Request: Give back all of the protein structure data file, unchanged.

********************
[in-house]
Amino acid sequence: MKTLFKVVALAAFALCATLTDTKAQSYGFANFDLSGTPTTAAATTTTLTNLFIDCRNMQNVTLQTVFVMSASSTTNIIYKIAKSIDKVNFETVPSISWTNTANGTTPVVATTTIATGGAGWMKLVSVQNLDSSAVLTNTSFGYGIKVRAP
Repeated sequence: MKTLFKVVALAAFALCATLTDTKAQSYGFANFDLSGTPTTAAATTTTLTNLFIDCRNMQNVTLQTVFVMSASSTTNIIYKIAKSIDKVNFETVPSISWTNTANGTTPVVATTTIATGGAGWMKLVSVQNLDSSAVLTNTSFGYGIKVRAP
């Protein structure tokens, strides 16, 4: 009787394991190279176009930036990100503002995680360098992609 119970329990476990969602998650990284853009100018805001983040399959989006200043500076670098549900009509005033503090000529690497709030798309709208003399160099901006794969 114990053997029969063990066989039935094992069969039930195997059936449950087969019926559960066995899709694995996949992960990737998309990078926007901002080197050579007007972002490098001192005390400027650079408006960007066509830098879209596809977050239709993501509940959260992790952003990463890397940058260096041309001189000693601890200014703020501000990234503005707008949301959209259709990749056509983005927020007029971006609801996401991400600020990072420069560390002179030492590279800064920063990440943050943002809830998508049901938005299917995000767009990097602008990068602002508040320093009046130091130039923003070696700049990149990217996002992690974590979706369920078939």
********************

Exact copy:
[in-house]
Amino acid sequence: MKTLFKVVALAAFALCATLTDTKAQSYGFANFDLSGTPTTAAATTTTLTNLFIDCRNMQNVTLQTVFVMSASSTTNIIYKIAKSIDKVNFETVPSISWTNTANGTTPVVATTTIATGGAGWMKLVSVQNLDSSAVLTNTSFGYGIKVRAP
Repeated sequence: MKTLFKVVALAAFALCATLTDTKAQSYGFANFDLSGTPTTAAATTTTLTNLFIDCRNMQNVTLQTVFVMSASSTTNIIYKIAKSIDKVNFETVPSISWTNTANGTTPVVATTTIATGGAGWMKLVSVQNLDSSAVLTNTSFGYGIKVRAP
């Protein structure tokens, strides 16, 4: 009787394991190279176009930036990100503002995680360098992609 119970329990476990969602998650990284853009100018805001983040399959989006200043500076670098549900009509005033503090000529690497709030798309709208003399160099901006794969 114990053997029969063990066989039935094992069969039930195997059936449950087969019926559960066995899709694995996949992960990737998309990078926007901002080197050579007007972002490098001192005390400027650079408006960007066509830098879209596809977050239709993501509940959260992790952003990463890397940058260096041309001189000693601890200014703020501000990234503005707008949301959209259709990749056509983005927020007029971006609801996401991400600020990072420069560390002179030492590279800064920063990440943050943002809830998508049901938005299917995000767009990097602008990068602002508040320093009046130091130039923003070696700049990149990217996002992690974590979706369920078939």